5. Your code is now in control, starting with whatever is in the applicationDidFinishLaunching method of your AppDelegate.
    . (User uses the app for a while)
    6. User taps on the Home button to quit your app.
    7. Since your app has no direct way of knowing when the Home button is tapped, the iPhone OS sends an applicationWillTerminate message to your AppDelegate, so you can clean up any open files, etc. before the app quits.

    There are also other notifications that your AppDelegate can receive between launching and quitting, such as if your app is about to run out of memory.
  7. admanimal macrumors 68040

    Apr 22, 2005
    You can clearly see in the XCode window right after he creates the project that it does have an app delegate (Hello_WorldAppDelegate). He just never modifies it because his simple app doesn't need any special initialization or cleanup code. Most nontrivial apps will need to modify it.
  8. jacksongan macrumors member

    Aug 31, 2009
    this is such a good explanation, those books have way too much abstract ideas and i found jargons on every single page, it's tough but it's satisfying when my knowledge keep increasing every now n then.

  9. glossywhite thread starter macrumors 65816


    Feb 28, 2008
    So, basically, the delegate is a little bit like a babysitter - sits there 99% of the time, dormant and redundant, but if the child says "I need food", babysitter (delegate) responds with either:

    1/ Yes you can have some food (if the child has had no food).


    2/ No, you have had enough to eat.

    From my understanding, the delegate only provides information and acts upon situations, if polled to do so?...

    I concur - a fantastic explanation - sticky material!.
  10. admanimal macrumors 68040

    Apr 22, 2005
    Sort of, but the AppDelegate is more passive than this. For example, the AppDelegate is told that the application will terminate; it has no choice or control over the situation, it is just being given a chance to clean up before the app inevitably quits.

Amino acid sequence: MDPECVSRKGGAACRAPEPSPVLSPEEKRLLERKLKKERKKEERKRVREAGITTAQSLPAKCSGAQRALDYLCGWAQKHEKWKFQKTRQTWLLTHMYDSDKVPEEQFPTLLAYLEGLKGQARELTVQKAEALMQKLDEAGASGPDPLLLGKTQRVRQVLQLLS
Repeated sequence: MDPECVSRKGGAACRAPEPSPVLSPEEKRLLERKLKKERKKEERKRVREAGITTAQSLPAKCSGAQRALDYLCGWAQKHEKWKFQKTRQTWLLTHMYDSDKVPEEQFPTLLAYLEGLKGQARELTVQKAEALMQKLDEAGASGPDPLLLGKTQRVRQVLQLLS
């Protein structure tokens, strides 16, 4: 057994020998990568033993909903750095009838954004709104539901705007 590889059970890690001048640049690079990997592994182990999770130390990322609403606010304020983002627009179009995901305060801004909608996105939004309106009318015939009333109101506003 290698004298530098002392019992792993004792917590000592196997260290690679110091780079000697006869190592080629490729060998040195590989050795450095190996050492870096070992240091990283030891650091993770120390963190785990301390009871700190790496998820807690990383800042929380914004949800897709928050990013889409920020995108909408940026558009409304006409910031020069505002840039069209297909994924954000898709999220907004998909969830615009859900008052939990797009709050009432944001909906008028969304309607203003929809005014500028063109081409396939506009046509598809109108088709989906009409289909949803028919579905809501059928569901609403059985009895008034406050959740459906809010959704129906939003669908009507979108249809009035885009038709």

So in your babysitter analogy, it's more like the child says to the babysitter "I just ate" and then the babysitter can go clean up the mess if they want, or not.
  11. firewood macrumors 604

    Jul 29, 2003
    Silicon Valley
    Cocoa does a few things backwards from the old common way of programming.

    Instead of your program telling the OS what to do, the OS tells your program what to do.

    The delegates are known function names which the OS calls to tell your program when it's time to do something.

    For instance: Your program doesn't draw graphics when it wants. It only tells the OS that it wants to draw. Then the OS calls your drawRect methods when it is good and ready, and then you can draw. Those are view delegates.

    Your program doesn't tell the OS when it wants to quit. Instead the OS calls an application terminate delegate telling your app that it better clean up because it is going to quit ASAP.

    That's an well known (to the OS) application level method, so it's an app delegate.

  12. dejo Moderator


    Staff Member

    Sep 2, 2004
    The Centennial State
    True. It uses a paradigm called "event-driven programming" vs. the older way, which was called "batch programming". More here...
  13. glossywhite thread starter macrumors 65816


    Feb 28, 2008
    BRILLIANT analogies!. I can feel the mental fog lifting with every post; clarity is enhanced as I absorb more, so please do carry on. I think I'm going to draw us a diagram of how I interpret this, so you can tell me if I am correct or not.

    Thanks for the time folks - appreciated a LOT.

    [EDIT] This is how I perceive what you have taught me - please correct me: